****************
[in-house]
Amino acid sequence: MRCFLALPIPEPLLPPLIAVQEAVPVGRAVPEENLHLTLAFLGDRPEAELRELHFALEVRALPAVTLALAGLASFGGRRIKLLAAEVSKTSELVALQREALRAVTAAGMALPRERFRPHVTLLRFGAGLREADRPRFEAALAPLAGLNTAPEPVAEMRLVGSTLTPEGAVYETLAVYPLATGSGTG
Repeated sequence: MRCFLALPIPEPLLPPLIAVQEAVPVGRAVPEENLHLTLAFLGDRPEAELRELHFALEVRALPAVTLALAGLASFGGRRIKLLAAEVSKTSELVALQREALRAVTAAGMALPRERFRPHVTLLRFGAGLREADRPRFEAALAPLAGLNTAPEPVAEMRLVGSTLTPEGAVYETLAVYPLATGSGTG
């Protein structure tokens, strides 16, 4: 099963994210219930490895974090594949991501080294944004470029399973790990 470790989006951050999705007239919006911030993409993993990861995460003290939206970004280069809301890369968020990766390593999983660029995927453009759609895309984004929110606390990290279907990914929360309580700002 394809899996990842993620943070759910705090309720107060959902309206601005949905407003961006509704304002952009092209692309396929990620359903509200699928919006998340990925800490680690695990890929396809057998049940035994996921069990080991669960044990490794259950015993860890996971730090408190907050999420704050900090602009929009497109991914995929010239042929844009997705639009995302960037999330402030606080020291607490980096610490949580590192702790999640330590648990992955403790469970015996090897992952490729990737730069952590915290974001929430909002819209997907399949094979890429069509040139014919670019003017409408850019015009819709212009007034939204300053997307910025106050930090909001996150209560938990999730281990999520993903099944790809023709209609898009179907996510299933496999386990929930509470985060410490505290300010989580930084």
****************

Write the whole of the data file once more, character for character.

[in-house]
Amino acid sequence: MRCFLALPIPEPLLPPLIAVQEAVPVGRAVPEENLHLTLAFLGDRPEAELRELHFALEVRALPAVTLALAGLASFGGRRIKLLAAEVSKTSELVALQREALRAVTAAGMALPRERFRPHVTLLRFGAGLREADRPRFEAALAPLAGLNTAPEPVAEMRLVGSTLTPEGAVYETLAVYPLATGSGTG
Repeated sequence: MRCFLALPIPEPLLPPLIAVQEAVPVGRAVPEENLHLTLAFLGDRPEAELRELHFALEVRALPAVTLALAGLASFGGRRIKLLAAEVSKTSELVALQREALRAVTAAGMALPRERFRPHVTLLRFGAGLREADRPRFEAALAPLAGLNTAPEPVAEMRLVGSTLTPEGAVYETLAVYPLATGSGTG
């Protein structure tokens, strides 16, 4: 099963994210219930490895974090594949991501080294944004470029399973790990 470790989006951050999705007239919006911030993409993993990861995460003290939206970004280069809301890369968020990766390593999983660029995927453009759609895309984004929110606390990290279907990914929360309580700002 394809899996990842993620943070759910705090309720107060959902309206601005949905407003961006509704304002952009092209692309396929990620359903509200699928919006998340990925800490680690695990890929396809057998049940035994996921069990080991669960044990490794259950015993860890996971730090408190907050999420704050900090602009929009497109991914995929010239042929844009997705639009995302960037999330402030606080020291607490980096610490949580590192702790999640330590648990992955403790469970015996090897992952490729990737730069952590915290974001929430909002819209997907399949094979890429069509040139014919670019003017409408850019015009819709212009007034939204300053997307910025106050930090909001996150209560938990999730281990999520993903099944790809023709209609898009179907996510299933496999386990929930509470985060410490505290300010989580930084």